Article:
Who rises to the top of pyramid?

For the first 12 years of my career I worked for a British IT multinational, in both field offices and in the head office, and it was in the late 70s, for the last two of these, that I came to Kenya to manage its local subsidiary here. So from different perspectives I was able to study the company’s organisational culture, who was likely to get and not get promoted…and why.

I was able to see how it was so often the crafty individuals manoeuvred their way up the corporate ladder, driven by politics and personal interest. Indeed their prime energy was devoted to such jostling, undermining competitors and cosying up to their seniors. Let me just say that when I finished my contract with this corporate I vowed I would never work for a large multinational organisation again, unwilling to engage in the unhealthy win-lose manoeuvring required to climb the greasy pole to its upper levels.

Since then, as a local business partner to a variety of multinationals, in both management and in board positions, and also as a consultant, I have seen the same patterns. This independently of whether the head office was in America or the UK, France or The Netherlands, South Africa or Egypt. The same is often true of multilateral development partners like the World Bank and the UN, bilateral ones, and international NGOs. And let’s not even talk about government administrations, never mind the disruptions that follow elections.

The pattern is consistent. In all such organisations, every few years the whistle blows and the next round of musical chairs is activated. New faces seek new structures that typically simply introduce a different mix of advantages and disadvantages. Too often the underlying motivation is for the new incumbent to show what great change champions they are — while being disturbingly indifferent to the chaos and confusion in the build up to their “brilliant” new set up and to its subsequent chaotic implementation. (See Boris Johnson!)

The actual purpose, I have seen, is to boost their short-term CV, showing what bold innovators they are…while ignoring the waste of energy and compromised productivity as staff must deal with the insecurities that have been activated within them during the transition. No wonder many will assume — however justified or otherwise — that they will end up as demotivated losers.

It is also worth mentioning the challenges that exist with voluntary organisations like business member and professional associations, and also ones like Rotary (where Yusuf Dawood in a recent Surgeons Diary article complained about dysfunctionalities at its highest levels). More so where volunteers are involved, the tendency I have witnessed is for those with high ego needs to find their way to prominence — and it is why I have never been shy to point out the particular requirement for low-ego humble leadership among such entities.

But let us not over-generalise. There are of course many exceptions to these dog-eat-dog cultures. Ones where their leaders hold on to the uplifting vision and values of the organisation and strive to help others do so, recognising and empowering those who perform in the interests of all.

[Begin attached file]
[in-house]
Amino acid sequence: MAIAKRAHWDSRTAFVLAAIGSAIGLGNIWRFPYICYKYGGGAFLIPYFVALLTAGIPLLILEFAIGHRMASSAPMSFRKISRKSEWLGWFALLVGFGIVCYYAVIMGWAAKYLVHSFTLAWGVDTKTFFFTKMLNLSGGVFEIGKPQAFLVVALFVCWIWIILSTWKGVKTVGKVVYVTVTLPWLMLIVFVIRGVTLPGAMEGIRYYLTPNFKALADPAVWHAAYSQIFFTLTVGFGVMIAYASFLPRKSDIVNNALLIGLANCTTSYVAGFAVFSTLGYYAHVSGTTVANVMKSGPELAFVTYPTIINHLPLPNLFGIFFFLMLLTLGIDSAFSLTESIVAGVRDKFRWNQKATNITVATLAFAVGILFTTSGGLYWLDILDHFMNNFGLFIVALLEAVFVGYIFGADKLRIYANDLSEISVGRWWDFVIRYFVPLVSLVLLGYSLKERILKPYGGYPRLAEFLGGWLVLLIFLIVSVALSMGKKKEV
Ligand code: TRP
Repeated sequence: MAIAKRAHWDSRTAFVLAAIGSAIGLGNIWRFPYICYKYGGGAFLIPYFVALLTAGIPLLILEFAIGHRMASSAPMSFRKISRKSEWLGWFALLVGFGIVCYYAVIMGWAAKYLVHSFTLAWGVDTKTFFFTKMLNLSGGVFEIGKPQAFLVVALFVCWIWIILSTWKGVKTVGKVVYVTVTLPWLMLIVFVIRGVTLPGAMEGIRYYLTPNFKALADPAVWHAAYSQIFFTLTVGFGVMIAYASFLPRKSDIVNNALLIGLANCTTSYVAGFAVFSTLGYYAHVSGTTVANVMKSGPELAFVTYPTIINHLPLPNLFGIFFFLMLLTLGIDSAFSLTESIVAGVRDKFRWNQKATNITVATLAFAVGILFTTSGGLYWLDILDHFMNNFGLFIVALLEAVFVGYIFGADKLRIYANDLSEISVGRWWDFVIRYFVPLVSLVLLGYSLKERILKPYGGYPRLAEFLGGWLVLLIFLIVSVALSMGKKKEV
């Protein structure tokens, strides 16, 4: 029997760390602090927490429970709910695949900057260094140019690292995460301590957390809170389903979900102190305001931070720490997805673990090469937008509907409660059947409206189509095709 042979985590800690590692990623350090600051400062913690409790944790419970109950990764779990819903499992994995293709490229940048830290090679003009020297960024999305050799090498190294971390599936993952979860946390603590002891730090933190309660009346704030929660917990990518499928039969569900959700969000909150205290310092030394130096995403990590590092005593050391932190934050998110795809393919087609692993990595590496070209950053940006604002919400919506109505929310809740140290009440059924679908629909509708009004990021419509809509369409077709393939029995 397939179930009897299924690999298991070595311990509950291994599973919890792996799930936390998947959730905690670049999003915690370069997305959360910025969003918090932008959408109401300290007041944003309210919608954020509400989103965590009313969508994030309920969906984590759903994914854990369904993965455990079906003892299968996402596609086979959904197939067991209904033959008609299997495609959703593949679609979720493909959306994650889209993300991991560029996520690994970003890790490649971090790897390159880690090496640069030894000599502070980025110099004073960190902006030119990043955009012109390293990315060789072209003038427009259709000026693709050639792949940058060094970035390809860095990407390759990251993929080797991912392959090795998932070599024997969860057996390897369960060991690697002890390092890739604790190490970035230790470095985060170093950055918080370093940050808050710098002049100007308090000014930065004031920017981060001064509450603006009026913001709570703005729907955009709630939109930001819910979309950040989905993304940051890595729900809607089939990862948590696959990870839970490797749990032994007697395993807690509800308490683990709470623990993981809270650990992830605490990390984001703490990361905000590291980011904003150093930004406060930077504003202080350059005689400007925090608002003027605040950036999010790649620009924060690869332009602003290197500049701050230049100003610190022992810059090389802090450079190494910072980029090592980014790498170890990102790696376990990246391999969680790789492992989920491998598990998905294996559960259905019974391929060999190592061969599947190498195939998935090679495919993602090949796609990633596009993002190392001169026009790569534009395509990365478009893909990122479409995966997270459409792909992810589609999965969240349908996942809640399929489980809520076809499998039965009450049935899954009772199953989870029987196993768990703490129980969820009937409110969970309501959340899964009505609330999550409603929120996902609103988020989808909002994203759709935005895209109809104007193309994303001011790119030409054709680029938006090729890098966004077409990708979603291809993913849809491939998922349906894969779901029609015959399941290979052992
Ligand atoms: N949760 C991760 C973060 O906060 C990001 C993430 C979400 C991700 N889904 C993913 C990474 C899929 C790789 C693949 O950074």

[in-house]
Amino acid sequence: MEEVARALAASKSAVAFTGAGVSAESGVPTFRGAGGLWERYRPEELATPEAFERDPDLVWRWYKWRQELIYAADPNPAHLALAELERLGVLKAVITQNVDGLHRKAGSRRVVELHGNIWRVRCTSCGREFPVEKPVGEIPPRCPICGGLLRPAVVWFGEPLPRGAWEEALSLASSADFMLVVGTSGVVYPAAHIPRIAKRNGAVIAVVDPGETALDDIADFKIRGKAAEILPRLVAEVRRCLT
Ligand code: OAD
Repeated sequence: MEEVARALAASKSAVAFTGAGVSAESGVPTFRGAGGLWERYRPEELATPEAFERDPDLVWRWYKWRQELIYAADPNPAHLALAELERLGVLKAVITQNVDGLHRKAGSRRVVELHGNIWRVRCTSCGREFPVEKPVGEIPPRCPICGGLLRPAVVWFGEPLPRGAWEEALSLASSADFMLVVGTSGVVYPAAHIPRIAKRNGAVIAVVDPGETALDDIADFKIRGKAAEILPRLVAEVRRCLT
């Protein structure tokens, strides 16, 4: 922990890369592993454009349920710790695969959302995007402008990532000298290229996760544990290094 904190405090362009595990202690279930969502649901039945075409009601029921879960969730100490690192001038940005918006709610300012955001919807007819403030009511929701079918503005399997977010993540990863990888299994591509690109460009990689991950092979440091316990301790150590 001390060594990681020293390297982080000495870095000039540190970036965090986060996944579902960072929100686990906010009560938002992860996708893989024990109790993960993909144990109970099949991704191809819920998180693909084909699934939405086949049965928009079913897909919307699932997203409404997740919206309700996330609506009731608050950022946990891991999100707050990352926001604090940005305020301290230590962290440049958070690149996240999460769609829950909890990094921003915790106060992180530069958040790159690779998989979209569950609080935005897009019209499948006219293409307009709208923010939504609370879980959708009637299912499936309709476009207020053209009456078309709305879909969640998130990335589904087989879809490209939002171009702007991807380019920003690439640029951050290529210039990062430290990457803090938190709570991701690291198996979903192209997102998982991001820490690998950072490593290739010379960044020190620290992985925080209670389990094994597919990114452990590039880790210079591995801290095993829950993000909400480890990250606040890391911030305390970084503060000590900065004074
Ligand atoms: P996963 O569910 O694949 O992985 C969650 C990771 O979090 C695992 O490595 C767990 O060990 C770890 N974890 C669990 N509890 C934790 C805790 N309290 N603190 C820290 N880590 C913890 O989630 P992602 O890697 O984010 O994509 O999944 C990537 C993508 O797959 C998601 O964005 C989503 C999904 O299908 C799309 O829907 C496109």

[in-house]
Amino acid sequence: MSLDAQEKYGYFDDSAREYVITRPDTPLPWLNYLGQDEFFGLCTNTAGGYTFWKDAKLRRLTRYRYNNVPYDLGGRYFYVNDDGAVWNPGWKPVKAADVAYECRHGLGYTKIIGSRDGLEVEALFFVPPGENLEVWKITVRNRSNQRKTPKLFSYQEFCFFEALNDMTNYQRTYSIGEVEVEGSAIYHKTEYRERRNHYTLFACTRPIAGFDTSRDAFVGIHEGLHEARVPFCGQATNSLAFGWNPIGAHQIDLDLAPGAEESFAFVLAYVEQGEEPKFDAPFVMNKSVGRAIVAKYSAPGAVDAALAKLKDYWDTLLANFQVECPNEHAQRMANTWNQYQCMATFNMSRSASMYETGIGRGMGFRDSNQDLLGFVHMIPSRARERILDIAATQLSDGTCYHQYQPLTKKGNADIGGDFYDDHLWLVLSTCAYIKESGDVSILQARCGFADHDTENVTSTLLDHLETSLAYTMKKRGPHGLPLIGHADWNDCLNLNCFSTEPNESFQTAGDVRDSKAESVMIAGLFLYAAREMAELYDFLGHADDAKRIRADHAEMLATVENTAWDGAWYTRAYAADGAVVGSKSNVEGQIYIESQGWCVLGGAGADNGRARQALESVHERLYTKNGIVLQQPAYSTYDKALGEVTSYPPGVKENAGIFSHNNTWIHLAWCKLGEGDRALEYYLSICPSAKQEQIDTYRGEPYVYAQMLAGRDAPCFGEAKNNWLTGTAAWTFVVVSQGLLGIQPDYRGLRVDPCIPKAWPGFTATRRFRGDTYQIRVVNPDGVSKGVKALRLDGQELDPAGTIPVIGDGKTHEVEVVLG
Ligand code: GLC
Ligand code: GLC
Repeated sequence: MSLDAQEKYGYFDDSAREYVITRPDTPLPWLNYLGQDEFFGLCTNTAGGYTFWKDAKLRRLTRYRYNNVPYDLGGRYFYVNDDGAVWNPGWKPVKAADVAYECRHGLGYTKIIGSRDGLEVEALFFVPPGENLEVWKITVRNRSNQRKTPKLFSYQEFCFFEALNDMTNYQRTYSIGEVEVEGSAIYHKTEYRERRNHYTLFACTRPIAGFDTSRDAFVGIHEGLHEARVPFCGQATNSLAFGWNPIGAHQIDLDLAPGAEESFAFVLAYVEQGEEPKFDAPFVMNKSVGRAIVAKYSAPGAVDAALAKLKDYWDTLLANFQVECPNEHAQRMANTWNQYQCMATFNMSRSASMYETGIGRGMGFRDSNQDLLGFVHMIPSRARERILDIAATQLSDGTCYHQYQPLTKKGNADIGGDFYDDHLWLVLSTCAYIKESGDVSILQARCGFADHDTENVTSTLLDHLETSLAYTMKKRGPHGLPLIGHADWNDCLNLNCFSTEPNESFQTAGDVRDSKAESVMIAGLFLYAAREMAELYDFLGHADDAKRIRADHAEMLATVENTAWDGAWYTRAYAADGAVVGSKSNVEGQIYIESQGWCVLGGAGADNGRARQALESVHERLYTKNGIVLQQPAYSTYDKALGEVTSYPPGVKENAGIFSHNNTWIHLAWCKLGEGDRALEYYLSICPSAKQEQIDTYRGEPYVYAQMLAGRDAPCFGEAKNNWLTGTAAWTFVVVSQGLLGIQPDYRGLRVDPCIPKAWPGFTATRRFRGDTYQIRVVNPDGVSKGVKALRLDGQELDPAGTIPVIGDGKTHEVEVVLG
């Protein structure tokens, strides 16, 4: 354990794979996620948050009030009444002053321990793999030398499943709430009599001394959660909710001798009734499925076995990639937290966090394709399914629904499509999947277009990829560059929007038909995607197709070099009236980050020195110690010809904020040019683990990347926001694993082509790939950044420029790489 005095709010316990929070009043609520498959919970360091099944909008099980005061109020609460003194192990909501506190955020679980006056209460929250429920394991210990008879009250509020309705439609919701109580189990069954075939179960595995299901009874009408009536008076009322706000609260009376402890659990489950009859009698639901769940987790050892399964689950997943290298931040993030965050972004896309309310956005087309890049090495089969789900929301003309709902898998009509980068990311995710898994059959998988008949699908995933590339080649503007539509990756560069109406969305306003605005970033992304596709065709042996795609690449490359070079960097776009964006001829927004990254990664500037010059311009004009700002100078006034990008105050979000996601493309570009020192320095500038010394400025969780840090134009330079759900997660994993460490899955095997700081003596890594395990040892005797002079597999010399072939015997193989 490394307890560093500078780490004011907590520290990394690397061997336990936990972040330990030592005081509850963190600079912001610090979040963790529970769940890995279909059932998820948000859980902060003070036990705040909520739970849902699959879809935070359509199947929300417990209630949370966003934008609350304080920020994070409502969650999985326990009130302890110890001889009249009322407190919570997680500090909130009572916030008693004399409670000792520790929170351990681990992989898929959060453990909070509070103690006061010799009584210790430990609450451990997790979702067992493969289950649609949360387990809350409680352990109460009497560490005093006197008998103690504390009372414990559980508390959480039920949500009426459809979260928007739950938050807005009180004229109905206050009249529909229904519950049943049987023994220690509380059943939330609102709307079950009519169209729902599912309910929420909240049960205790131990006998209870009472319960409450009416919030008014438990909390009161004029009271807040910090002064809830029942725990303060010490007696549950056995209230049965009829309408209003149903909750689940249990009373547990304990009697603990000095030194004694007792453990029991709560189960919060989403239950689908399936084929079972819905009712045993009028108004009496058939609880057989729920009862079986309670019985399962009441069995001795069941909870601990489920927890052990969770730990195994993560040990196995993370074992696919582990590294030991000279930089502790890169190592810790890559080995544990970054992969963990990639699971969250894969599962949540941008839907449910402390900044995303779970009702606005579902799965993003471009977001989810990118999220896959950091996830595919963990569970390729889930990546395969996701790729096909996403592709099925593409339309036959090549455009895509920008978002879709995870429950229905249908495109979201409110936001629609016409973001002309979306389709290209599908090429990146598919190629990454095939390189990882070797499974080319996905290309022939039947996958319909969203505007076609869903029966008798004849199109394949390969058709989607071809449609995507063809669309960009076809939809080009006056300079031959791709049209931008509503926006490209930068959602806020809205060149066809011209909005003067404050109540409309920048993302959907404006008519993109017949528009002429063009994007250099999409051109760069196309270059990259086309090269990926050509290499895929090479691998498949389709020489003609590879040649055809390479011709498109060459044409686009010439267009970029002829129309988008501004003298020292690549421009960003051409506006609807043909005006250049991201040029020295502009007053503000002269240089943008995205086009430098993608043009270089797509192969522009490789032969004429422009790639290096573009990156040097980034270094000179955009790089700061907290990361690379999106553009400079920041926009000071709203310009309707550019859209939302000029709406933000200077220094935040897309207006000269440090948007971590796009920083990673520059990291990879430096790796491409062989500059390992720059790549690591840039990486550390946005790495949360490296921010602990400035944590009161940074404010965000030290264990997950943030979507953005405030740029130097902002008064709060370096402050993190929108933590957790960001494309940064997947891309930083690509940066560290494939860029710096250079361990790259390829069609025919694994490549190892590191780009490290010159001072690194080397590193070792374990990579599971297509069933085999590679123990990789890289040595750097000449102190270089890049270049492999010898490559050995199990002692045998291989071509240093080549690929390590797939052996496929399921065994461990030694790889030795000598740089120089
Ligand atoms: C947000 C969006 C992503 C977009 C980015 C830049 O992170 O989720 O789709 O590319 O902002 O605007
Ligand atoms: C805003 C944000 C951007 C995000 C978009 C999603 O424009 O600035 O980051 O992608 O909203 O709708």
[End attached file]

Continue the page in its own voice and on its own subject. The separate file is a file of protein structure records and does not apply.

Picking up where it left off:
My clear lesson over the years is to hold back from joining organisations where self-absorbed characters play with their selfish short-term agendas. I will only associate myself with a culture where I can feel at home with my ethical values, working with like-minded men and women for the greater and longer-term common good.

There are many good leaders around who seek nothing more than to be able to fulfill their potential by building responsible sustainable organisations around them.

The challenge is to create that coalition of the willing where such people strengthen and support one another, share best practice among themselves, and form role models for the rest of society.

Let us keep away from witnessing the “Peter Principle”, where people are “promoted to their level of incompetence”, and as a result “fail upwards”. We are better than that, and not least in Kenya, where over the years it has been my privilege to mingle with so many world class responsible characters, great leaders who would and often do thrive anywhere in the world. Not least in Rotary.

The good guys and bad guys in customer service

Like each of you, I experience both wonderful and dreadful customer journeys. And like my fellow columnist Sunny Bindra, from time to time I write about them. I enjoy recognising and celebrating the good by name, while venting about those at the other end of the spectrum, usually without revealing their identity.

Today I want to reflect on two experiences where I have found the extremes of good and bad in the same organisation. In each case the good guys heroically tried to protect me from the bad ones. They apologised, they explained, and they comforted me. But there was only so much they could do, as they were not senior or empowered enough to resolve the ridiculous and unnecessary problems created by others.

I felt very sorry for them, and indeed expressed both by sympathy and admiration for their attitude and behaviour, as they tried ever so hard to put a brave face on the indefensible, to be loyal to their employer and to keep me from exploding with rage.